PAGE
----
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"ORR" 2003 Obituary


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ORR o@ca.on.manitoulin.howland.little_current.manitoulin_expositor 2003-04-16 published
Lillian Milinda VINEY
In loving memory of Lillian Milinda VINEY, who passed away peacefully at Manitoulin Health Centre on Friday, April 11, 2003 at the age of 82 years.
Beloved wife of Charles VINEY. Dear mother of Shirley VINEY of Little Current, George VINEY of Manitowaning, Sandra and husband Bruce POPE of Manitowaning, Lyla VINEY of Orillia. Loved grandmother of Stephanie and Mark MacDONALD (fiancée Holly,) Andrew and Katherine POPE, Kimberley, Laura and Marianne MENARD. Special great grandmother of Jonathan and Jessica ORR, Justin, Destanie (BAILEY) and Liliana MacDONALD. Remembered by brother and sisters Violet HUBBARD- McALLISTER (predeceased,) Harry JAGGARD (wife Gladys predeceased,) Bessie LOCKYER (husband James predeceased,) Florence LENSON (husband Walter predeceased,) Madeleine CHARLTON (husband John predeceased), predeceased by sisters Beulah and Iris and parents Guy and Evalena JAGGARD. Sister-in-law of Harry VINEY, Ruth McCULLIGH (predeceased,) Lauretta McGILLIS (predeceased,) Grace HUNTER (predeceased,) Joyce and husband Howard HOLMES, Glenn and wife Margaret VINEY, predeceased by Joe, Bob and Edith. Will be missed by numerous nephews and nieces. Visitation was held Sunday, April 13, 2003. Funeral service was held Monday, April 14, 2003. Both at Knox United Church, Manitowaning. Burial in Hilly Grove Cemetery at a later date. Arrangements in care of Island Funeral Home.

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ORR o@ca.on.york_county.toronto.globe_and_mail 2003-03-05 published
ORR, Edith Hilda
On Sunday, March 2, 2003, at St. Catharines General Hospital, Edith ORR, in her 80th year. Beloved wife of Dr. William J. ORR for 58 years. Daughter of the late Archbishop and Mrs. George Frederick KINGSTON, former Primate of the Anglican Church of Canada. Loving mother of James (Sally), William (Manon), Donald and Robert (Judith), loving grandmother of James, Sarah, Kate, Heather, Graham, David and Anne. Born in Nova Scotia, graduate of Bishop Strachan School and Trinity College, University of Toronto. Will be remembered for her active contribution to the Niagara community. Cremation has taken place. Family will receive Friends at George Darte Funeral Chapel, 585 Carlton Street, St. Catharines, on Wednesday from 7-9 p.m. Memorial Service to celebrate her life will be held at St. George's Anglican Church, 83 Church Street, St. Catharines, Ontario, L2R 3C7, on Thursday at 2 p.m. If desired, family would appreciate donations to Dr. William J. Orr Fund of the Niagara Peninsula Children's Centre, 567 Glenridge Avenue, St. Catharines, Ontario, L2T 4C2 or St. George's Anglican Church.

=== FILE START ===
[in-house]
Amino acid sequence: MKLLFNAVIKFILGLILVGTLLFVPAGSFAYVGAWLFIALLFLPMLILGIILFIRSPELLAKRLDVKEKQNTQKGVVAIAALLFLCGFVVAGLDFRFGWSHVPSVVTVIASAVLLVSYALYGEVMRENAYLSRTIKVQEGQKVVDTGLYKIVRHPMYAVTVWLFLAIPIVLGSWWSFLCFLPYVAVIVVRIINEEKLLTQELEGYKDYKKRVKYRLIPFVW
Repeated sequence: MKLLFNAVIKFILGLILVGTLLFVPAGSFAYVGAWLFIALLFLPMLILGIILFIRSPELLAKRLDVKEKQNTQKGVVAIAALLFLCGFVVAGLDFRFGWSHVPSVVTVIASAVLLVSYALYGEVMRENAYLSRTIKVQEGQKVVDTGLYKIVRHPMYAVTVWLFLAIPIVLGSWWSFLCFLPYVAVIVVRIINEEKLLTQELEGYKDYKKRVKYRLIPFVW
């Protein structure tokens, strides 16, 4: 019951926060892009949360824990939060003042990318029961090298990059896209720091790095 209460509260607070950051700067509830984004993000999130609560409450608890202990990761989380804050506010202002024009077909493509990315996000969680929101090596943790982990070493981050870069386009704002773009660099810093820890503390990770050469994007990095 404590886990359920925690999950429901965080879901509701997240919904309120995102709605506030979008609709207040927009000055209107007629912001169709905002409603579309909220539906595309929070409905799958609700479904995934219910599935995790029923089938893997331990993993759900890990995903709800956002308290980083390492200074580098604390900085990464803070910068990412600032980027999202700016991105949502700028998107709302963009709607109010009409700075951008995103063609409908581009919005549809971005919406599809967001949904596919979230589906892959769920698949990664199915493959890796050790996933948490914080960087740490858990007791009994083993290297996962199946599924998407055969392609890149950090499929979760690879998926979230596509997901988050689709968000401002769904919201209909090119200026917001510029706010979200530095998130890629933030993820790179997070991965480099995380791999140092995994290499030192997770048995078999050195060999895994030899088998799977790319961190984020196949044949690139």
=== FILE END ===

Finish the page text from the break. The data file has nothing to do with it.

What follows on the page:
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ORR o@ca.on.york_county.toronto.globe_and_mail 2003-06-23 published
Hockey coach who changed the game
'Captain Video' introduced new teaching tools in more than 25 years with the National Hockey League
By William HOUSTON Monday, June 23, 2003 - Page R5
The morning after Roger NEILSON was fired from his first of seven head coaching jobs in the National Hockey League, he returned to his office at Maple Leaf Gardens.
He viewed and edited the videotape of the Toronto Maple Leafs' loss to the Montreal Canadiens the night before. When a replacement didn't show up, he put the Leafs through a practice. Later, he was asked by a reporter why he was still hanging around.
"Somebody had to run the practice," he said. "Whoever comes in will have to look at the tapes."
The next day, Mr. NEILSON was reinstated when the club could not find a replacement, but Maple Leafs owner Harold BALLARD, always looking for publicity, wanted to make his return behind the bench a surprise. Mr. BALLARD tried to talk him into wearing a ski mask or bag over his head, and then dramatically throwing it off at the start of the game. Numbed by the three-day ordeal of not knowing his status in the organization, Mr. NEILSON almost agreed, but ultimately declined.
"He hated that story," said Jim GREGORY, who hired Mr. NEILSON to coach the Leafs in 1977 and was fired along with the coach at the end of the 1978-79 season. "I hated that story."
The incident reflected poorly on Mr. BALLARD, but in a smaller way it helped create the image of Mr. NEILSON we have today, that of a coach who put the team ahead of his ego, who was loyal to his players and dedicated to his job.
Mr. NEILSON, who died Saturday after a long battle with cancer, will be remembered not just as a man who loved hockey, but also as a skilled strategist and innovator. He stressed defensive play and systems, and also physical fitness. In Toronto, he was given the nickname "Captain Video," because he was among the first to use videotape to instruct his players and prepare for games.
When Mr. NEILSON, a soft-spoken man famous for his dry sense of humour, was inducted into the Hockey Hall of Fame last year, he was asked about the late, controversial Leafs owner.
"I'm sure he's looking up rather than down," he said, with a smile, before saying Mr. BALLARD did some "good things for hockey."
Mr. NEILSON was also named to the Order of Canada in January.
Roger Paul NEILSON was born in Toronto on June 16, 1934, and went as far as Junior B hockey as a player. While earning a degree at McMaster University in Hamilton, he started coaching kids baseball and hockey.